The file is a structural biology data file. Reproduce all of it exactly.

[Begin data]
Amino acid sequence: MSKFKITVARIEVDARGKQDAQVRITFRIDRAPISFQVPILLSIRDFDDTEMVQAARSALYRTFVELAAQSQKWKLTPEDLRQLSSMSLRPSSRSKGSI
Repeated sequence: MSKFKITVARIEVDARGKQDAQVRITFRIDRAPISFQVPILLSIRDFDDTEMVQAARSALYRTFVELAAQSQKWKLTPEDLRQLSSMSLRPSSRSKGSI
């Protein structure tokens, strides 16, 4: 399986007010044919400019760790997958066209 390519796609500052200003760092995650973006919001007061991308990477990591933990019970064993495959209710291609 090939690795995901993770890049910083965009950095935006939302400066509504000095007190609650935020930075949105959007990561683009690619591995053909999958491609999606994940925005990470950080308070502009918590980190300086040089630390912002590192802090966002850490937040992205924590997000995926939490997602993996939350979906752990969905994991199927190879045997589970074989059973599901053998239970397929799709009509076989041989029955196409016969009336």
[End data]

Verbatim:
Amino acid sequence: MSKFKITVARIEVDARGKQDAQVRITFRIDRAPISFQVPILLSIRDFDDTEMVQAARSALYRTFVELAAQSQKWKLTPEDLRQLSSMSLRPSSRSKGSI
Repeated sequence: MSKFKITVARIEVDARGKQDAQVRITFRIDRAPISFQVPILLSIRDFDDTEMVQAARSALYRTFVELAAQSQKWKLTPEDLRQLSSMSLRPSSRSKGSI
């Protein structure tokens, strides 16, 4: 399986007010044919400019760790997958066209 390519796609500052200003760092995650973006919001007061991308990477990591933990019970064993495959209710291609 090939690795995901993770890049910083965009950095935006939302400066509504000095007190609650935020930075949105959007990561683009690619591995053909999958491609999606994940925005990470950080308070502009918590980190300086040089630390912002590192802090966002850490937040992205924590997000995926939490997602993996939350979906752990969905994991199927190879045997589970074989059973599901053998239970397929799709009509076989041989029955196409016969009336």